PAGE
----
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Mood disorders

Understand mood disorders and the support that responds to them.

Mood disorders - definition and symptoms

Mood disorders – definition

Mood disorders are divided into three main types, the main characteristic of which is the disturbance of the subject’s mood:

  • depressive disorders: these include major depressive disorder as well as dysthymia (less severe, chronic depressive disorders, over an extended period of 2 years), and unspecified depressive disorder.


  • bipolar disorder: it includes type 1 and type 2 bipolar disorder. Type 1 corresponds to the occurrence of one or more manic or mixed episodes (mixed with depressive symptoms). Type 2 corresponds to the occurrence of one or more depressive episodes as well as at least one hypomanic episode (not meeting all the criteria for a manic episode).


  • disorders related to a medical condition or induced by a substance: this is a persistent change in mood which is the direct consequence of the consumption of a substance, or of a disease (Parkinson’s disease, hyper or hypo thyroid, endocrine disease, vitamin B12 deficiency…).


Symptoms of mood disorders

People with mood disorders may experience a variety of more or less intense physical and psychological symptoms. Certain signs can be very specific to bipolar disorder.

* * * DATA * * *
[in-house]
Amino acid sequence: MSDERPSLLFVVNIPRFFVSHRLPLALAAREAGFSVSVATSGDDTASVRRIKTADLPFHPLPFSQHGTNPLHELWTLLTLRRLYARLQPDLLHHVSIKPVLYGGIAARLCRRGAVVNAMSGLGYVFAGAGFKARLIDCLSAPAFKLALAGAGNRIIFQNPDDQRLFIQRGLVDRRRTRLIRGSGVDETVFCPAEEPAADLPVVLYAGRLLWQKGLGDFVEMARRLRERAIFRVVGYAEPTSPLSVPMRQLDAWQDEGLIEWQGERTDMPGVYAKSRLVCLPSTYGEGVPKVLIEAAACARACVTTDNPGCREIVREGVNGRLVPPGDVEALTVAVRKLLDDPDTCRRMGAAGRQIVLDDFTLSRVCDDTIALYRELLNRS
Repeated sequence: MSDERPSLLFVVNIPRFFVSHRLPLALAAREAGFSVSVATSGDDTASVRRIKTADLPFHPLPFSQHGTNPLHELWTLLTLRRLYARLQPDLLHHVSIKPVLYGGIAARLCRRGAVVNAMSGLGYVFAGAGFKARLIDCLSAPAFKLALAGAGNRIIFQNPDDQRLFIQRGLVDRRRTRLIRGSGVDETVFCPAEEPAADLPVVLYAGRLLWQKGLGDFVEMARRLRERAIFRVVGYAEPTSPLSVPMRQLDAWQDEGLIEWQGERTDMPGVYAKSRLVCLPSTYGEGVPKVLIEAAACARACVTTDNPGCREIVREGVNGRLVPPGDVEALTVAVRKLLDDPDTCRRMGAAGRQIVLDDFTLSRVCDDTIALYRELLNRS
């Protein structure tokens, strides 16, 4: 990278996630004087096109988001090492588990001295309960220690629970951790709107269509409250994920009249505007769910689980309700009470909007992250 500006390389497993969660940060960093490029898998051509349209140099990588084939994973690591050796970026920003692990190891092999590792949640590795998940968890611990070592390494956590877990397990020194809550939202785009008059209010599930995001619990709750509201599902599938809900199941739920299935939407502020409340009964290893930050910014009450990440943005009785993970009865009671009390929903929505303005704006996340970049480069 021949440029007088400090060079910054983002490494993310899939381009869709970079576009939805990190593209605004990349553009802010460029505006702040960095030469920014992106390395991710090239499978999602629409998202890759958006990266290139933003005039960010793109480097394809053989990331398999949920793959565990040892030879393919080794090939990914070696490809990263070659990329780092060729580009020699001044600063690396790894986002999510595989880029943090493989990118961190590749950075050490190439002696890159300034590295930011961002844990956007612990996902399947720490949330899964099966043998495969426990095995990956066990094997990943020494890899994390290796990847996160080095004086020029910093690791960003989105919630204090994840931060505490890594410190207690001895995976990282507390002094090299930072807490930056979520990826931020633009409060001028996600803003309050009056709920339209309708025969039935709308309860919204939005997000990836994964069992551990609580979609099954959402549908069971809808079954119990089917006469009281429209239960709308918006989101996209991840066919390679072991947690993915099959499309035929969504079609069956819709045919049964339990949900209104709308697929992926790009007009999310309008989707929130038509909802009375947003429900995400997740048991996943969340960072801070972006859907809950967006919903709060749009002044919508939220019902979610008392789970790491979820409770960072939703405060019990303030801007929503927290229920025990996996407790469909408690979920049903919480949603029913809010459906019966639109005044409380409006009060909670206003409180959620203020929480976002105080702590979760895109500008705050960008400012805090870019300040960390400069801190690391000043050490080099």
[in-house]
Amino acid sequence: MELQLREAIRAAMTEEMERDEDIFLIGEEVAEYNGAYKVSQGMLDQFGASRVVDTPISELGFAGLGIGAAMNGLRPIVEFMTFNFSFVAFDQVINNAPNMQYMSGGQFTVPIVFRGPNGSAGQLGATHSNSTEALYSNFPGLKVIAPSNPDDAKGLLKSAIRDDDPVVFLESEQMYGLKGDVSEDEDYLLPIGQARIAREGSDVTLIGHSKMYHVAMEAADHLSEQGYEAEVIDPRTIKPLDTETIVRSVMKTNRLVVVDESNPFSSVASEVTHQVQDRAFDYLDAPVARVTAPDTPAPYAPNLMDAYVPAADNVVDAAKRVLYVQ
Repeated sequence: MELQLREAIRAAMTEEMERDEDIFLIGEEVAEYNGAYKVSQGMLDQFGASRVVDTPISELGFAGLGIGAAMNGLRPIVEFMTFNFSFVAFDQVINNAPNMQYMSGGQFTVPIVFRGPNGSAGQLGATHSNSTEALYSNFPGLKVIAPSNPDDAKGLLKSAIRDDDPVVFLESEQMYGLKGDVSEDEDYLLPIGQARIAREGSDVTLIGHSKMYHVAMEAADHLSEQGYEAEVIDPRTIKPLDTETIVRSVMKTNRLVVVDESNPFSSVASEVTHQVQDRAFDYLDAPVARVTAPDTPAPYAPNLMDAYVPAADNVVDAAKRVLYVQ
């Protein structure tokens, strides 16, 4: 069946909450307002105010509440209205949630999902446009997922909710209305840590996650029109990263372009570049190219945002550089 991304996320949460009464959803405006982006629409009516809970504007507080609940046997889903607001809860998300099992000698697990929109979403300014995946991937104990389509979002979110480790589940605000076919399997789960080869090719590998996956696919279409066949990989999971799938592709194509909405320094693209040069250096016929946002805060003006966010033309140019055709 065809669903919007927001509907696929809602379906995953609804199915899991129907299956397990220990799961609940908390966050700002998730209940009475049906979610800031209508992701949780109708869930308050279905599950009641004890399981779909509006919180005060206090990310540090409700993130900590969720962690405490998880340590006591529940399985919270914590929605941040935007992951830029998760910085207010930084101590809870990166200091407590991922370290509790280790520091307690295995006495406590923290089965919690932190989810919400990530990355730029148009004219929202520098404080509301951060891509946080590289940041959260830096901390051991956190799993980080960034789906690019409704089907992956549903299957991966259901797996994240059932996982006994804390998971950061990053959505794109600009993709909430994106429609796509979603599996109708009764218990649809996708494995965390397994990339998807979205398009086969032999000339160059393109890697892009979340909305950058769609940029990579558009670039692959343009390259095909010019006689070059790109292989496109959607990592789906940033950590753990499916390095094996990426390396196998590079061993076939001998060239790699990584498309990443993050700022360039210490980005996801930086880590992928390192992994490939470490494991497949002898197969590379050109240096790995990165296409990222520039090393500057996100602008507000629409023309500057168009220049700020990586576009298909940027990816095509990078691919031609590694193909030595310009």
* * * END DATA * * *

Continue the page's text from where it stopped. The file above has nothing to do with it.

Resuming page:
Physical symptoms are generally fatigue, lack of energy, sleep disturbances, neglected personal hygiene…
The psychological symptoms generally encountered by patients with mood disorders are depressed mood, deep distress, loss of enthusiasm for activities once considered pleasant, or suicidal thoughts.

Mood disorders - key figures and data

There are few figures available for all mood disorders. However, we know that bipolar disorder affects 1 to 2.5% of the French population, or 650,000 to 1,650,000 people. These disorders generally appear between 15 and 25 years of age and have a strong impact on the quality of life of patients. According to the WHO, the subjects concerned see their life expectancy reduced by 10 years, and this, because of the high risk of seeing these disorders lead to multiple suicide attempts.

Mood disorders - the causes

Mood disorders rarely have a single cause. Rather, it is a combination of factors such as:

  • heredity

  • excessive use of psychoactive substances

  • certain diseases such as cardiovascular disease, Parkinson’s disease, arthritis or cancer

Some mood disorders can also be induced by a previous episode of depression, which increases the patient’s risk of relapse.

What support for individuals suffering from mood disorders ?

Mood disorders are treated both through psychotherapy and drug treatment. Cognitive-behavioural therapies aim to modify the subject’s problematic thoughts and behaviours. Drug treatments are generally used to stabilize the mood of the subject. These are usually antidepressants or mood stabilizers that affect memory, emotions and concentration.